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Wednesday - August 20, 2008

From: Frisco, TX
Region: Southwest
Topic: Diseases and Disorders, Planting, Soils, Trees
Title: Damage to native elm in Texas
Answered by: Barbara Medford


We had a major landscape renovation done over the winter. One of the trees, an elm about 10 yrs old, remained in the bed although plants around it were removed. The tree has suddenly started turning yellow and dropping leaves in the last week. I had removed some of the over mulching around the trunk, but only about 3 inches. The oaks surrounding it appear fine. Bed drainage is good - if anything, it wasn't getting enough water. I've since watered it. The tree was fertilized last fall with "spikes" and then again in the spring.


Although there are worse things that can happen to an elm, this sounds more like damage done during the landscaping. Ulmus alata (winged elm), Ulmus americana (American elm) and Ulmus crassifolia (cedar elm) all are likely candidates to be the elm in your garden, found as natives in your part of the state.

However, to start with the "worse things", these elms are all susceptible to Dutch Elm Disease, which has decimated elm populations in many parts of the United States. This Oklahoma State Cooperative Extension site on Dutch Elm Disease lists symptoms and treatments. Let's hope that is not what is wrong with your tree, because treatment pretty much involves removing the tree before any others around it are infected. Some trees are susceptible to powdery mildew, causing varying degrees of leaf color changes in Fall, right before leaves drop. Mites can yellow the foliage but usually cause no permanent damage. Scale insects can infest elms along branches.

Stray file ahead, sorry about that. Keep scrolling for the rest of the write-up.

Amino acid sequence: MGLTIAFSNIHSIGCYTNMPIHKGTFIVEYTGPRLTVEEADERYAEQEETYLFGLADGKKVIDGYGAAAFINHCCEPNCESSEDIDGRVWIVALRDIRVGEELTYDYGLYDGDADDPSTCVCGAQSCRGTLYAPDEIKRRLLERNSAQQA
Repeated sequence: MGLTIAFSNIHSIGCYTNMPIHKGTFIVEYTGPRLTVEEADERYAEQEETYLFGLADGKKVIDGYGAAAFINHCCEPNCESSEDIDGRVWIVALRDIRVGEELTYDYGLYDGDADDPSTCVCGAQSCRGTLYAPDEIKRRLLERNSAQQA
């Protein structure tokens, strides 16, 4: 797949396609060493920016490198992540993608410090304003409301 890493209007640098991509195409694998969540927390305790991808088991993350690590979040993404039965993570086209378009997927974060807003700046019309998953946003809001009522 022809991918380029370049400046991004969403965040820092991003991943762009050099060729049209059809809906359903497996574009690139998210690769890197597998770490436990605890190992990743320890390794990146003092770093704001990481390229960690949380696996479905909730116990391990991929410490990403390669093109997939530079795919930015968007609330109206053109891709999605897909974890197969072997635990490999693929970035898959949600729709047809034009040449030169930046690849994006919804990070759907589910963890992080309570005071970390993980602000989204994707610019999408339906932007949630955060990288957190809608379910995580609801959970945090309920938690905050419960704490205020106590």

Roots of trees  are mostly in the upper 6 to 12 inches of the soil. Roots are typically found growing one to three times the height of the tree and may be smothered by adding soil or increasing the grade. It only takes a few inches of added soil to kill a sensitive mature tree. In the process of removing other plantings, your tree may have been exposed to higher levels of sunlight, particularly during this very hot summer in Texas. Your tree could have been stressed by one or more of these situations and could therefore be more prone to disease and pest infestation.

Irrigation and drainage: Improper drainage needs to be repaired. A long soak over the entire root system is preferred. Make sure surface water drains away from the tree. Apply a 2 to 4 inch layer of organic mulch such as compost, shredded bark or pine needles over the root system as far as is practical-not deeper than 4" and not piled against the trunk. Don't fertilize until the tree recovers. This website from the USDA Forest Service on Ulmus alata (winged elm) gives a pretty good summary of the various pests and diseases of the different species of the genus Ulmus. If you still are unable to determine the problem with your elm, contact the Texas A&M AgriLIFE Extension office for Collin County.


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